War is hell: The Iraqi people are caught in an American quagmire in 'The Situation.'
Lost in a Quagmire
Philip Haas's 'The Situation' shows a country war-torn and a journalist lovelorn in Iraq
By Richard von Busack
AFTER FOUR unspeakable years of Bush's war comes a feature film that tries to explain the dashed hopes and infuriating complications in Iraq. And it was inevitable: The Situation is cinematically tongue-tied.
The film is like a Russian novel that one has to return to more than once in order to see what name identifies whom. Just as in Tolstoy, where everyone has a proper name, a patronymic and a nickname, the Arab players in The Situation have a series of interests and relatives that are only glancingly revealed. And since this is a story of Western folly, there is no strong hero, no modern detective to string the complexities together.
Director Philip Haas (Angels and Insects) has a habit of swiveling away from conversations. Trying to recall this film is like remembering a series of urgent half-heard discussions between wary skeptics who aren't telling each other everything they know. Haas' neodocumentary approach proves even more confounding because we can't get a handle on the white heroine—a blonde foreign correspondent named Anna (Connie Nielsen) who is cracking up a bit.
Her latest story: Late one night, after curfew at a bridge checkpoint, U.S. soldiers tossed a pair of teenagers into the river, little knowing or caring whether they could swim or not. One drowns, and this atrocity has the already volatile population at Samarra furious. Anna's regular source, a humane, middle-aged Iraq-Iran war vet named Raleeq (Nasser Memarzia), reluctantly agrees to escort her to the dead boy's funeral to witness it. And there we see the various opinions on the American-backed regime.
Walid (Driss Ruokhe) arrives to mourn; he's a nonfanatic who has connections to various Saudi Arabian (and perhaps al Qaeda) guerrillas. The local big cheese turns up next, Mayor Tahsin. Saïd Amadis plays this sheik, bloated with U.S. aid, doing a James Gandolfini-worthy job of displaying criminal intent and the annoyance of having so many mooches surrounding him. A sort of balance of power exists between Tahsin and Walid. To put it another way, they aren't quite ready to strike at each other yet, except by proxy. Walid has his mujahedeen. The sheik has a huge entourage of uniformed Iraqi police watching his ample backside.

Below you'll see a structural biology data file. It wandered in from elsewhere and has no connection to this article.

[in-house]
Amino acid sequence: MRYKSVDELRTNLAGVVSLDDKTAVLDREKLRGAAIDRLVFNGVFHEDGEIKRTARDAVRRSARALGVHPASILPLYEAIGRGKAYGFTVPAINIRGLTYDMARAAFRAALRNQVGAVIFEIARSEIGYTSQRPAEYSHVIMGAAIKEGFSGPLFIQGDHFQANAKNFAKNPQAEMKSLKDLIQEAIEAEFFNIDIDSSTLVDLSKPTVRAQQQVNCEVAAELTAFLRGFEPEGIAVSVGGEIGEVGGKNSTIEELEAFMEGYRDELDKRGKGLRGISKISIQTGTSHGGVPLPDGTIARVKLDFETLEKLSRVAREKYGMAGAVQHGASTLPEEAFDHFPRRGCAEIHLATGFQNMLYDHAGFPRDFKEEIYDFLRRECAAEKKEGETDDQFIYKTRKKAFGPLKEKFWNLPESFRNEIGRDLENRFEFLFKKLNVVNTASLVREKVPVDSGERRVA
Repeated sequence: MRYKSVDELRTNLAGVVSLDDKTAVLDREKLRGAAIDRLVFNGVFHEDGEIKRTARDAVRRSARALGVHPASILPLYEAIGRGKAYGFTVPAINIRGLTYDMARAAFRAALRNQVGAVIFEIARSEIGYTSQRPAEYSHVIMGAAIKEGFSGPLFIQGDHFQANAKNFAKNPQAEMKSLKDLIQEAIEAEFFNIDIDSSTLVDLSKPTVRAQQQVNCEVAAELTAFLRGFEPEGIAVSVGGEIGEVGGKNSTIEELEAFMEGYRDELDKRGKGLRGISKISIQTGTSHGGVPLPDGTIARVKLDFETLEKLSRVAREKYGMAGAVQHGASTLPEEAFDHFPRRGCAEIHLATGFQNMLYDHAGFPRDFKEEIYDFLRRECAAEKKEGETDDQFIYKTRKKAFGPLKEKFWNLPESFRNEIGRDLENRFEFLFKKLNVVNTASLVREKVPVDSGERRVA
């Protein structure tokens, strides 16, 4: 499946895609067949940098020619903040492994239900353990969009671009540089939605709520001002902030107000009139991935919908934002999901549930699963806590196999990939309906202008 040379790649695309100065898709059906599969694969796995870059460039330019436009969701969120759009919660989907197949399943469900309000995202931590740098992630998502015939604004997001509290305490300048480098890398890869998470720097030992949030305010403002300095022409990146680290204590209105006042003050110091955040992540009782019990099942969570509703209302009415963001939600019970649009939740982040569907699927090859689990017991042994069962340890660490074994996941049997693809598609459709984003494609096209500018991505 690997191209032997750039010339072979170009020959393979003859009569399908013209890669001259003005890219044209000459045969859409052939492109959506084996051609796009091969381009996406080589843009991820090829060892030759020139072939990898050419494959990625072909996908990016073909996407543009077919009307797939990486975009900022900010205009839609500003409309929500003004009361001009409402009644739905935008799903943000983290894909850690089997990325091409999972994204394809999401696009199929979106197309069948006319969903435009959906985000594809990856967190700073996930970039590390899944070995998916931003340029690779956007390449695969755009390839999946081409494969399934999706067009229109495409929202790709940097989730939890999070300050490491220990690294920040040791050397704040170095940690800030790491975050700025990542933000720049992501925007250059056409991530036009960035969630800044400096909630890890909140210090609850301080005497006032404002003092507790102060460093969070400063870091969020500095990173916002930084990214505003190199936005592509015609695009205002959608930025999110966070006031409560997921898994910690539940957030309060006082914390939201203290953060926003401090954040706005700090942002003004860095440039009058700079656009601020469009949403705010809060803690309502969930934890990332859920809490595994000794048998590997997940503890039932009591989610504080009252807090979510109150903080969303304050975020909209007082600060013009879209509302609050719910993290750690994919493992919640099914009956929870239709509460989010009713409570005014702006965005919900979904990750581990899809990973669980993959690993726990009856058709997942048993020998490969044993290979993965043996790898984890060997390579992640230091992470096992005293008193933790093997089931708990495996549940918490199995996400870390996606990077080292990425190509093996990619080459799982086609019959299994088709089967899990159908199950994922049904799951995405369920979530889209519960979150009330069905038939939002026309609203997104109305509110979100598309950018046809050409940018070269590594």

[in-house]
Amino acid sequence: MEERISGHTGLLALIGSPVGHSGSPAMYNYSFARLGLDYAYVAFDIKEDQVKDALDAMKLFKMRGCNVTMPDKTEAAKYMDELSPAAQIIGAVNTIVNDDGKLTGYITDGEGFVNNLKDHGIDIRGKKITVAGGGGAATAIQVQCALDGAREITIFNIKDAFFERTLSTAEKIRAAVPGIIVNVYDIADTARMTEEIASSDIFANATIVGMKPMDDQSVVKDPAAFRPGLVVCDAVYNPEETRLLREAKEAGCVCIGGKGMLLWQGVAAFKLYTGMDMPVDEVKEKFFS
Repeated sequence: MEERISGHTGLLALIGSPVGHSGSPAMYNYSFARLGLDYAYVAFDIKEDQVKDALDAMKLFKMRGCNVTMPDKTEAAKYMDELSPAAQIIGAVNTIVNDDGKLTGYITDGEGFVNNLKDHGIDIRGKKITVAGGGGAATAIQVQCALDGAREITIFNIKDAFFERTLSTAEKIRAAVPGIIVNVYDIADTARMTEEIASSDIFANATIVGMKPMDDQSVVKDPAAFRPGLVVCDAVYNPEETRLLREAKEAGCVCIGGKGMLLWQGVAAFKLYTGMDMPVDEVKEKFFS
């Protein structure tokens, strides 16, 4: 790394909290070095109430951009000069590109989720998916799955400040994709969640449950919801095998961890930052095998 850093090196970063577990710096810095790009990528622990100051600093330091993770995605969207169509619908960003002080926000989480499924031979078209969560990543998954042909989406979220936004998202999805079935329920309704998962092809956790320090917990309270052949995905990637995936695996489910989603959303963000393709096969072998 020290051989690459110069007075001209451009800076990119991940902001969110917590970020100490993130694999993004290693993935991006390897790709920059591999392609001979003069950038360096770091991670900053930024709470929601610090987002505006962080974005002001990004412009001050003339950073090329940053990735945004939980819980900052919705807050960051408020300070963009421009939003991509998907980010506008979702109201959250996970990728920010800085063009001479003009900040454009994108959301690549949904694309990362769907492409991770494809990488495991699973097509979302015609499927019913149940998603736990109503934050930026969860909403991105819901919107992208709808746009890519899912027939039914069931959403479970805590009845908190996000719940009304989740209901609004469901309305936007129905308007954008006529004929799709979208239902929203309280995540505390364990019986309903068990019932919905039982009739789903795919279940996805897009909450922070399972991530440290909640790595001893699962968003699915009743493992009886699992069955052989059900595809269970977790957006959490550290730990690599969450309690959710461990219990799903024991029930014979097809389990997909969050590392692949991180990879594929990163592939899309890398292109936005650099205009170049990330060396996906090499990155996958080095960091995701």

The unseen war between these two factions underlies the film, but Anna, divided in her personal life, is oblivious to it. She is developing a crush on her photographer Zaid—a good part of the audience will share that crush when they see Mido Hamada, who has some of the liquefying effect of the young Omar Sharif. Haas probably should have zeroed in on him a little more. Yet when safe in the Green Zone, Anna also submits to the embraces of an American intelligence man, Dan (Damian Lewis); it is a whiskey-fueled affair that's going nowhere.
This nowhereness comes across as maddeningly tiptoe. Even if he represents an impotent foreign policy, Lewis evinces the catlike impassivity of Steve McQueen. Lewis works the old McQueen gambit of stealing a scene by itching his ear during some supposedly important discussion. However hapless Dan may be, he bears genuine sorrow, too, because he is coming to realize the hopelessness of doing well in a war zone.
We see the source of Dan's dashed hopes: a stack of dusty and useless baby incubators that were supposed to go to a hospital; they're just like the incubators that featured in everyone's favorite—if fictional—Saddam Gulf War atrocity. Why is Anna just not into Dan? It's for Haas to know and us to guess.
Wendell Steavenson, a brave war correspondent, wrote the script. In some respects, Anna is like Steavenson, or at least how Steavenson writes about herself in her book Stories I Stole. Like Joan Didion before her, Steavenson often writes about the bad vibes she got, the drinks she shouldn't have had and the impossibility of teasing truth out of liars, methodical haters and other desperate characters.
Haas doesn't really make clear the chain of how things go wrong. We're in the dark for at least part of this complicated scheme of sellouts and paybacks. Despite it all, there's plenty of meat here, even without the wilted garnish on the dish provided by that stock figure, the wrecked Western journalist who is somehow culpable just for watching and writing.
The Situation does make the larger political situation abundantly clear, showing us how the shifting of power turns self-respecting men into Judases, how our tax dollars keep money and weapons flowing into the coffers of tribal bosses with all the self-restraint of Al Capone, how we all accept concepts like "the Green Zone"—the opposite of the Red Zone, meaning the entirety of Iraq. We see the inane confidence of conservatives vs. the bleat of turned-out liberals who went along with the incursion, believing that a bad situation couldn't be made worse if you applied the right amount of violence to it. In fine, we have a quagmire for the ages. It could be illustrated by the image of a doctor with filthy hands debriding a wound. Is he helping the patient or killing him?
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